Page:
Are export surpluses bad?

Germany is a strong exporter, but consumes little from abroad. The result is export surpluses. What are the advantages and disadvantages?

Containers are the currency of world trade.
Containers are the currency of world trade. ake1150/stock.adobe

Germany is proud of its strong exports. They are evidence of high-quality products and highly competitive companies; they secure jobs, growth and prosperity. However, for many years Germany has been exporting more than it imports. This leads to export surpluses, and these are often criticized internationally – for example by the USA.

How high are Germany's exports?

In 2017, Germany exported goods worth €1,279 billion and imported goods worth €1,034bn, leaving an export surplus of almost €245bn. The USA was one of Germany's most important trading partners in 2017, with Germany selling goods worth €111.5bn, but purchasing only €61.1bn worth of goods from the USA. So Germany generated an export surplus of over 50 billion euros with the USA alone.

What are the causes of the trade surplus?

The big export surplus has several causes. In the case of the USA, strong economic growth there made its domestic demand for exports from the rest of the world higher in the short term than foreign demand for US products. It's also important to know that many products that are perceived in Germany as being typically American – jeans, soft drinks, smart phones or even cars – are often not made in the USA at all and thus don't appear on the trade balance. In addition, two factors have exerted a strong influence on Germany's export surplus: first, the relatively weak euro, which favours exports; second, the decline in commodity prices, which makes imports cheaper for Germany.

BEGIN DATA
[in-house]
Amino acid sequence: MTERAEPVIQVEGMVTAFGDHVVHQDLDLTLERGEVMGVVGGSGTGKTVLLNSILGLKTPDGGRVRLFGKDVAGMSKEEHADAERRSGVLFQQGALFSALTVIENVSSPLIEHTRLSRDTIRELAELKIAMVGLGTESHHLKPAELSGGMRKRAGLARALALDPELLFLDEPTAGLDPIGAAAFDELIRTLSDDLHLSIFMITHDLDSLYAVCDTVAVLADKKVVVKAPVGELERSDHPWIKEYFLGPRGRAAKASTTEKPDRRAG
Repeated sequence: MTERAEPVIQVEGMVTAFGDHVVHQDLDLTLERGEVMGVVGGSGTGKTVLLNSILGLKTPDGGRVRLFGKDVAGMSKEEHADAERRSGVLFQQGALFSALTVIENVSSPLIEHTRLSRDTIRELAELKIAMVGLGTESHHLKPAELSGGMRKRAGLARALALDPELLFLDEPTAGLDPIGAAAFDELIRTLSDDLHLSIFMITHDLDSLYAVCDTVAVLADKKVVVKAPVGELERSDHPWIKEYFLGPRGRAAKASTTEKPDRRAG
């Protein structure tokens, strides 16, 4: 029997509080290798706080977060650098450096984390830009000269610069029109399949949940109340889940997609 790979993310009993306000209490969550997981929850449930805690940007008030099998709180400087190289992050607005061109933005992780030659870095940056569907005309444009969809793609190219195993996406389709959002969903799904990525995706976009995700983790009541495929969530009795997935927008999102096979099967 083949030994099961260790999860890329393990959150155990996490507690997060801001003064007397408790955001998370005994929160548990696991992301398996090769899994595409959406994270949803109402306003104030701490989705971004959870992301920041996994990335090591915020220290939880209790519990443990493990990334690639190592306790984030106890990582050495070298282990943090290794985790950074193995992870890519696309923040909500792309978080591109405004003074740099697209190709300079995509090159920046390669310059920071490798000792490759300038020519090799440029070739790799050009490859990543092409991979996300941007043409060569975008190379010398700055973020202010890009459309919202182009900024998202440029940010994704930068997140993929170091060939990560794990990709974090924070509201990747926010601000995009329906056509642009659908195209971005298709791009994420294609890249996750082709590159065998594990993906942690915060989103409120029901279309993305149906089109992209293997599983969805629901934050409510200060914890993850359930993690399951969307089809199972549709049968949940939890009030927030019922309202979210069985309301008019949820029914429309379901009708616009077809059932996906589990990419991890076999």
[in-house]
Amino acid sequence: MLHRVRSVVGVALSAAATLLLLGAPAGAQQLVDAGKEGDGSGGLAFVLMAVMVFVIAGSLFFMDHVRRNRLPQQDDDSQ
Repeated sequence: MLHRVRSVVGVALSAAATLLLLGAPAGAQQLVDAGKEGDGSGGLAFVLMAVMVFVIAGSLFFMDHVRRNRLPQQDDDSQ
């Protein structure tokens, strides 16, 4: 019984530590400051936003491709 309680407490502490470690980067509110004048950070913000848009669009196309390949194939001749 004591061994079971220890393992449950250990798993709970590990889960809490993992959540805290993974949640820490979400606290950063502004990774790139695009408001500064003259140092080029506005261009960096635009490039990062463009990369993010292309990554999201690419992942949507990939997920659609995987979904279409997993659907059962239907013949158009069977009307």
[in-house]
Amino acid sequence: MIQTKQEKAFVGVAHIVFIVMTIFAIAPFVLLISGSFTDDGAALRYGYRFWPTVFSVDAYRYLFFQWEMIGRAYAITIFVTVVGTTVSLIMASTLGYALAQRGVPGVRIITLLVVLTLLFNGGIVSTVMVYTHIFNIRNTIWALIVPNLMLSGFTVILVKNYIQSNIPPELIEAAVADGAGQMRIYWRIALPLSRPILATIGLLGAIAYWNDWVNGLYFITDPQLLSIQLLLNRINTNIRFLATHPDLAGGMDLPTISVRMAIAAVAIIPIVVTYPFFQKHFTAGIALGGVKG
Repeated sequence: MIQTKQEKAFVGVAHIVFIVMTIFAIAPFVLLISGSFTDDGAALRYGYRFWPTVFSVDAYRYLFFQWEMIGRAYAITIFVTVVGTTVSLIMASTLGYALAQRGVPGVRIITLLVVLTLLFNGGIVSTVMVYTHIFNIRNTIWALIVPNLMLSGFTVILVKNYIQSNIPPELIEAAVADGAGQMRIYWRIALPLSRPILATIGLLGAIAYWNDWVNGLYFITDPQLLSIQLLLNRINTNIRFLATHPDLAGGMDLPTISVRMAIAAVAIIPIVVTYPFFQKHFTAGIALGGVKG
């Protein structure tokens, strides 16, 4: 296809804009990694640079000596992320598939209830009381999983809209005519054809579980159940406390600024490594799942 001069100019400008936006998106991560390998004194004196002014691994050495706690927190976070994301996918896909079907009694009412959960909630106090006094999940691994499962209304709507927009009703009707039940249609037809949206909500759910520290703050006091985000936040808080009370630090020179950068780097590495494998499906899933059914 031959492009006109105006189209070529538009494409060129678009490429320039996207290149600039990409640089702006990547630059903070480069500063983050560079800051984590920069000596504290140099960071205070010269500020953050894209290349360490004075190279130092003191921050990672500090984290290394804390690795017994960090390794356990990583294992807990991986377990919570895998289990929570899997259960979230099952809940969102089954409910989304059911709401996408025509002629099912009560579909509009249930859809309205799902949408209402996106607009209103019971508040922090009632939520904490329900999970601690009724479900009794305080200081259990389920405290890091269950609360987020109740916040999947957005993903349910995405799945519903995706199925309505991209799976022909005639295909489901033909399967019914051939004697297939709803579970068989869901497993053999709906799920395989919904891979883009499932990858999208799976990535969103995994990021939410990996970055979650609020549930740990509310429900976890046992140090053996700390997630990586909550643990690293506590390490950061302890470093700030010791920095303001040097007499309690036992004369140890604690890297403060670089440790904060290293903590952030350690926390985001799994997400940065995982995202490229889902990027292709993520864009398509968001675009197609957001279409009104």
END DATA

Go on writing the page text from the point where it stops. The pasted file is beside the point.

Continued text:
Is the criticism of Germany's export surplus justified?

Yes and no. The Federal Government has no influence on either the euro exchange rate or the prices of raw materials. However, economists advise that incentives should be created to increase private and public investment, and tax cuts introduced to stimulate domestic demand. That would increase the share of imports and reduce the export surplus. After all, in the long term the surplus makes Germany dependent on the global economy and the international financial system unstable; it also leads to protectionism in other countries.

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